A senior BNP Paribas SA (ADR) (OTCMKTS:BNPQY) (EPA:BNP) manager may resign from his post as part of a negotiated settlement with US authorities, the New York Times is reporting.
Engineering money transfers to Sudan, Iran
France’s largest bank is accused of engineering money transfers into Sudan and Iran, nations on the US list of banned nations. France has no such ban and the bank was reported to have received a legal opinion that conducting business with Sudan and Iran might be acceptable so long as it was conducted outside US legal jurisdiction, as previously reported.
The bank is currently in negotiations with Benjamin M. Lawsky, the New York State bank regulator. As well, other government officials are involved pushing for an admission of criminal wrongdoing including Preet Bharara, the US District Attorney from Manhattan; Cyrus Vance Jr., the Manhattan district attorney; and Leslie Caldwell, head of the Justice Department’s criminal division. To resolve the issue the bank might be required to pay $8 billion in fines and sever ties with one or more of the individuals responsible for the issue, the report said. Hotly debated is the potential loss of BNP’s ability to process foreign client transfers out of its New York operations, which the bank says could cripple its competitiveness.
Obama won’t get involved in investigation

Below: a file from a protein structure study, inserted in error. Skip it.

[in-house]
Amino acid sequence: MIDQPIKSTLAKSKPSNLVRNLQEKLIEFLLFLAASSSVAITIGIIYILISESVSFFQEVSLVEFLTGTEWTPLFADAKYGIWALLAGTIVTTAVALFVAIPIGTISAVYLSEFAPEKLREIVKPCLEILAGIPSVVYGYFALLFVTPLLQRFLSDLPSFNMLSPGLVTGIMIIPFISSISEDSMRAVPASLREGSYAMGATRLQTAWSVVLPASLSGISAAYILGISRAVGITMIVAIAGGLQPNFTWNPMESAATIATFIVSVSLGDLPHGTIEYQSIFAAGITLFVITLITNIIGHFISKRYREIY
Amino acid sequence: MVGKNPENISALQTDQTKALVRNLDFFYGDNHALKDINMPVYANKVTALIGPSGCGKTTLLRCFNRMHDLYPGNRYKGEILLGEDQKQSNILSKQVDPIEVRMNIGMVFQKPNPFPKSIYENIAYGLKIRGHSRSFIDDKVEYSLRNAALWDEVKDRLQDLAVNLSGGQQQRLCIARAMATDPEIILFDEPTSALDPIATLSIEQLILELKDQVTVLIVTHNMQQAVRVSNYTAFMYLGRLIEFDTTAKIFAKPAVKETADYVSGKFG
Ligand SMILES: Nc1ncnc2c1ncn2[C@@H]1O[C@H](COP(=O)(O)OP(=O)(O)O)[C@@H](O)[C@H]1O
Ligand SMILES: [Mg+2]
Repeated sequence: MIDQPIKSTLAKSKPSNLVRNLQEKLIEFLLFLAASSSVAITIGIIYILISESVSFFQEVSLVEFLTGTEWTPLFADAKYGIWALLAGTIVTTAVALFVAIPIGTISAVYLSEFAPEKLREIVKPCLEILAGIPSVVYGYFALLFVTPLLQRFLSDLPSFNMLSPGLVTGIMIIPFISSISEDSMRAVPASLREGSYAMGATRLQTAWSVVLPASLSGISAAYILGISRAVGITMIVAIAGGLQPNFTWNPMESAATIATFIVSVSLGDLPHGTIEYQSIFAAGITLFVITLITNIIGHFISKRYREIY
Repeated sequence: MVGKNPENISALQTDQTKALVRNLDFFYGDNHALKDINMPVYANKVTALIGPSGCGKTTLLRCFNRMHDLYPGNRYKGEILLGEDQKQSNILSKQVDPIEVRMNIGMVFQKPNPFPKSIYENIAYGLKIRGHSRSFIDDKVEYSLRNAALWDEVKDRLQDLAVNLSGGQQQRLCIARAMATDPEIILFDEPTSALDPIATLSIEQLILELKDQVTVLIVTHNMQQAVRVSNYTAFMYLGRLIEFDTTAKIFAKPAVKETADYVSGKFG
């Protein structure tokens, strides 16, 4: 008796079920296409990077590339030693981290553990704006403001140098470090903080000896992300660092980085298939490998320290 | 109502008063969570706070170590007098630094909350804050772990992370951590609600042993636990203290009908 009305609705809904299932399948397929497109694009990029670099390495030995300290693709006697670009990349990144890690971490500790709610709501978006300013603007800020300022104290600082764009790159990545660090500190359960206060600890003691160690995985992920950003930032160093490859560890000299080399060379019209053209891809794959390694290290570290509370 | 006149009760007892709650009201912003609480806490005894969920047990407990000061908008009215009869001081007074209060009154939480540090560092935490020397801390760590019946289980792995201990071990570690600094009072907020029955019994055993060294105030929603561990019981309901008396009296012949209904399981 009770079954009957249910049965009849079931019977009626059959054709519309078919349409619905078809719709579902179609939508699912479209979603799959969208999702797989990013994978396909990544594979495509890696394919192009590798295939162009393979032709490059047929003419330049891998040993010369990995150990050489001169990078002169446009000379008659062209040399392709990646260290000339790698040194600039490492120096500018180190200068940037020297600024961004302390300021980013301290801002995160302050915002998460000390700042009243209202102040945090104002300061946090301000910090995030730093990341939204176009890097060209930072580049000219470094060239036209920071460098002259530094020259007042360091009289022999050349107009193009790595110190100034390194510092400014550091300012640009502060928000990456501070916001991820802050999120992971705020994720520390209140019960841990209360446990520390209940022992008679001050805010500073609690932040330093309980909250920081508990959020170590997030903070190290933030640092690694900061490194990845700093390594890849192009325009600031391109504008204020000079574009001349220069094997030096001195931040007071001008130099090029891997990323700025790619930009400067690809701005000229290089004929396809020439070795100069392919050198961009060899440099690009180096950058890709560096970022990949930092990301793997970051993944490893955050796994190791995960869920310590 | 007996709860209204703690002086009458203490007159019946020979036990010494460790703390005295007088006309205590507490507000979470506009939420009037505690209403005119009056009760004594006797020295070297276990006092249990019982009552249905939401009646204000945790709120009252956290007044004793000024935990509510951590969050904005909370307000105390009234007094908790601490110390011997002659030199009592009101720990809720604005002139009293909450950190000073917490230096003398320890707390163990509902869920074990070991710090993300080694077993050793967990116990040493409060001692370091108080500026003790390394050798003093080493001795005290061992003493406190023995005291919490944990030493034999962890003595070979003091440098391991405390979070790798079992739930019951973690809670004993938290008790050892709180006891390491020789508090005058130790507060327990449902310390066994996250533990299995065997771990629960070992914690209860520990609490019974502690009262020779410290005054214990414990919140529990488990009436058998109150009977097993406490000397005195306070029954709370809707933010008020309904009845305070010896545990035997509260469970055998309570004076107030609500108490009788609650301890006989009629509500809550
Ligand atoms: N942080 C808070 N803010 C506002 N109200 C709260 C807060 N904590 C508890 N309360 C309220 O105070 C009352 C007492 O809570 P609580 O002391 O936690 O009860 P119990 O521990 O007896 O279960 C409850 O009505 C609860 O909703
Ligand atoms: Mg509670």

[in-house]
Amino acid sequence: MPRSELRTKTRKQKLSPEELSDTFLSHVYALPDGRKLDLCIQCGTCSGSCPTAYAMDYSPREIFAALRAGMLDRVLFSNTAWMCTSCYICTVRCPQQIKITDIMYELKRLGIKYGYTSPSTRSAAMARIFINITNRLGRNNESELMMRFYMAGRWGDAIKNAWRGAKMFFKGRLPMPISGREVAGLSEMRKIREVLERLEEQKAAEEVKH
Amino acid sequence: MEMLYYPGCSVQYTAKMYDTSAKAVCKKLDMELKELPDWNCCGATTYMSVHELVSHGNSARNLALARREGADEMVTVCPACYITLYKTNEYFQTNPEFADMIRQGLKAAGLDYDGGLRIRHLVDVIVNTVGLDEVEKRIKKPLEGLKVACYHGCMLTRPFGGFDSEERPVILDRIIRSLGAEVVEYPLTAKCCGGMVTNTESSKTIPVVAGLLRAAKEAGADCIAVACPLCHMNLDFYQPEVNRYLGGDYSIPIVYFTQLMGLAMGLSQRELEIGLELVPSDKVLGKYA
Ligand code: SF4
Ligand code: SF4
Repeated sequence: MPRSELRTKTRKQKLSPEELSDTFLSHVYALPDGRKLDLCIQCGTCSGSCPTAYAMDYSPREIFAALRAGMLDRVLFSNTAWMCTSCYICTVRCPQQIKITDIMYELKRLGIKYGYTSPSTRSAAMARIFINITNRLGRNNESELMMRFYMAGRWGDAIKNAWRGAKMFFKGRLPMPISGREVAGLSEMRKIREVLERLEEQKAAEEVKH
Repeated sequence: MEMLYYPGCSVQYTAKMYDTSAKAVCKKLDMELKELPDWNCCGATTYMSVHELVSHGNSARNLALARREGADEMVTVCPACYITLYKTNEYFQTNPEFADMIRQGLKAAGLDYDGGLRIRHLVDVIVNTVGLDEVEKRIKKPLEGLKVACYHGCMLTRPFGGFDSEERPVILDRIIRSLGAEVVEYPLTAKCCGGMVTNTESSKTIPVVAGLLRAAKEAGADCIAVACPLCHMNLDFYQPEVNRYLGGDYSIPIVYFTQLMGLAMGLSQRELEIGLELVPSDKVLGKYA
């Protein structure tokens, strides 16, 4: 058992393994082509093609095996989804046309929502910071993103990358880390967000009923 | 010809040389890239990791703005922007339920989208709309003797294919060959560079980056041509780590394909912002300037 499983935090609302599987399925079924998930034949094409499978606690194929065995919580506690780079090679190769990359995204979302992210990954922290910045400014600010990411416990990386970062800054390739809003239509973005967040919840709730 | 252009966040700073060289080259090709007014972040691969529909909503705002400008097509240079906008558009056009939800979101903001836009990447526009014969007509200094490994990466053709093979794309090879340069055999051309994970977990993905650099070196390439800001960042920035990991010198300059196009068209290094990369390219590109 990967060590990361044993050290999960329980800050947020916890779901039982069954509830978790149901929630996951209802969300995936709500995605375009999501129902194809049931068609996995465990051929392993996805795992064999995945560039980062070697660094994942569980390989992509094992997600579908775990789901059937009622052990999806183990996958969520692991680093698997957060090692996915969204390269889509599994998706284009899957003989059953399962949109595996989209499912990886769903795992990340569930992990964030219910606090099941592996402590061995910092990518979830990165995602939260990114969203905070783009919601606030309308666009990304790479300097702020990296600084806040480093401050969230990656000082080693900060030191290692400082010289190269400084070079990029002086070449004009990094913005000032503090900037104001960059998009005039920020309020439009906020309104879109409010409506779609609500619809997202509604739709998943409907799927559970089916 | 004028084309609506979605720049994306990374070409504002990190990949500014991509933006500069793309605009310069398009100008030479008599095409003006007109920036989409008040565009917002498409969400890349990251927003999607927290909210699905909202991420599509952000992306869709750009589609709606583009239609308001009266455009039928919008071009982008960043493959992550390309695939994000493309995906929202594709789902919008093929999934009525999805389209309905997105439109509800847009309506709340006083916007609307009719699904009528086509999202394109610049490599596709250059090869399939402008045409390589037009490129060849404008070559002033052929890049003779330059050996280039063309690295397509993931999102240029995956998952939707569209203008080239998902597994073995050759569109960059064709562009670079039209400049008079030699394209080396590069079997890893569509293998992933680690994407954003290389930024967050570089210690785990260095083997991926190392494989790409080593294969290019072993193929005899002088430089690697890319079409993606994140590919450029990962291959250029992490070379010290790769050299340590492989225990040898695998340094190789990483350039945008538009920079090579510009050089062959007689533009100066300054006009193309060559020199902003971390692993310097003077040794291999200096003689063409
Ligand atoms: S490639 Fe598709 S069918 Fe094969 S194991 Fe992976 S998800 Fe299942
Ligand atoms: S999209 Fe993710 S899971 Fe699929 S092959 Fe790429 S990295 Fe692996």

The Times is reporting that US President Obama, meeting with the French President tonight in Paris, will not “meddle in prosecutions,” as he describes it. “The tradition of the United States is that the president does not meddle in prosecutions,” Obama was quoted as saying. The French government and BNP have said that the severity of the fine could cripple its economic stability.
Chief operating officer may step down
The senior executive targeted by authorities is Chodron de Courcel, one of three chief operating officers. The report indicated that other individuals could find an early retirement package in the offing.
There will be no individual prosecution in the case because during its initial internal investigation, BNP was reported to have “dragged their feet” and the five year statute of limitations has expired, according to the report.
From 2002 to 2009 BNP is accused of processing transactions with banned countries and, according to sources quoted in the Times report, when transaction paper work processed by non-US employees reached the New York office, information tying payments to US entities was deleted, concealing those persons and entities who transferred assets in violation of US rules.